The Masjid-i-Jahan Numa مسجد جھان نمہ, commonly known as Jama Masjid of Delhi is the principal mosque of Old Delhi in India. The splendid mosque built by Shahjahan in 1656 in the typical Mughal style with two minarets and three domes, lies to the west of the Hussainabad Imambara and is entirely free from pseudo Italian art then in vogue in Lucknow. Masjid-i-Jahan Numa means "the mosque commanding a view of the world", and the name Jama Masjid is a reference to the weekly congregation observed on Friday (the yaum al-jum`a) at the mosque. The courtyard of the mosque can hold up to twenty-five thousand worshippers. The mosque also houses several relics in a closet in the north gate, including a copy of the Qur'an written on deer skin. The cost incurred on the construction in those times was 10 lakh (1 million) Rupees.Though Shah Jahan has the credit of building a number of mosques in Delhi, Agra, Ajmer and Lahore, the Jama Masjid is by far the best and an outstanding symbol of Mughal architectural brilliance in India.
It is the country's largest mosque, where thousands of Muslims offer prayers. It lies opposite the Red Fort and is surrounded by a large number of shops, which deal in a variety of goods. The great mosque of Old Delhi is both the largest in India and the final architectural extravagance of Shah Jahan with a courtyard capable of holding 25,000 devotees.
History and Architecture
Jama Masjid is the largest mosque in India and stands across the road from the Red Fort, built in 1656 by Shahjahan. Its majesty is further enhanced because of the high ground that he selected for building this mosque. The courtyard of the mosque can be reached from the east, north and south by three flights of steps, all built of red sandstone. The northern gate of the mosque has 39 steps. The southern side of the mosque has 33 steps. The eastern gate of the mosque was the royal entrance and it has 35 steps. These steps used to house food stalls, shops and street entertainers. In the evening, the eastern side of the mosque used to be converted into a bazaar for poultry and birds in general. Prior to the 1857 War of Indian Independence, there was a madrassah near the southern side of the mosque, which was pulled down after the mutiny.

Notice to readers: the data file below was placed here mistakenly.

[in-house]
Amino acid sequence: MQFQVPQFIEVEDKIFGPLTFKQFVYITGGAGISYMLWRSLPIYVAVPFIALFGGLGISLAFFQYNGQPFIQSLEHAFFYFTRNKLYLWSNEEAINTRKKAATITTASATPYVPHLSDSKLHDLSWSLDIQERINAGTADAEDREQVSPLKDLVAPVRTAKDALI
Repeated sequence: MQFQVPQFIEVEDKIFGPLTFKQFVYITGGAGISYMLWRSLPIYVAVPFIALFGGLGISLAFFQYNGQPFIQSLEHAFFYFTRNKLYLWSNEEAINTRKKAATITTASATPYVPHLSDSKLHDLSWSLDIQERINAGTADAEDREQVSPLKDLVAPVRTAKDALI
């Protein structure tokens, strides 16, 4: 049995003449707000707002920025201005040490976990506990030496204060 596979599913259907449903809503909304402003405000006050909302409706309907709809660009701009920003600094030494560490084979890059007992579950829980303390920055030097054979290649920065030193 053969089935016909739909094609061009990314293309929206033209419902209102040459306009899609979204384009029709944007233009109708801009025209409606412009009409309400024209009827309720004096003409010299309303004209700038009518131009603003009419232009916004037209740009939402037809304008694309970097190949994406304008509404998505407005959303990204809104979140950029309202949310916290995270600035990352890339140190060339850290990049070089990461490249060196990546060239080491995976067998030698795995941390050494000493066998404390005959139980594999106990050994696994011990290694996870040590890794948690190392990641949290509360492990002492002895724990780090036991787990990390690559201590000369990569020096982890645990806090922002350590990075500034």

The mosque faces west. Its three sides are covered with open arched colonnades, each having a lofty tower-like gateway in the centre. The mosque is about 261 feet (80 m) long and 90 feet (27 m) wide, and its roof is covered with three domes with alternate stripes of black and white marble, with its topmost parts covered with gold. Two lofty minarets, 130 feet (40 m) high, and containing 130 steps, longitudinally striped with white marble and red sandstone, flank the domes on either side. The minarets are divided by three projecting galleries and are surmounted by open twelve-sided domed pavilions. On the back of the mosque, there are four small minarets crowned like those in the front.
The vast paved courtyard is a rectangle nearly seventy-five metres by sixty-six metres. The whole of the western chamber is a big hall, standing on 260 pillars all carved from Hindu and Jain traditions. The central courtyard is accessible from the East, though there are three ways on the other side too. The Eastern side entrance leads to another enclosure containing the mausoleum of Sultan Ahmed Shah. Thus it is an architectural triumph.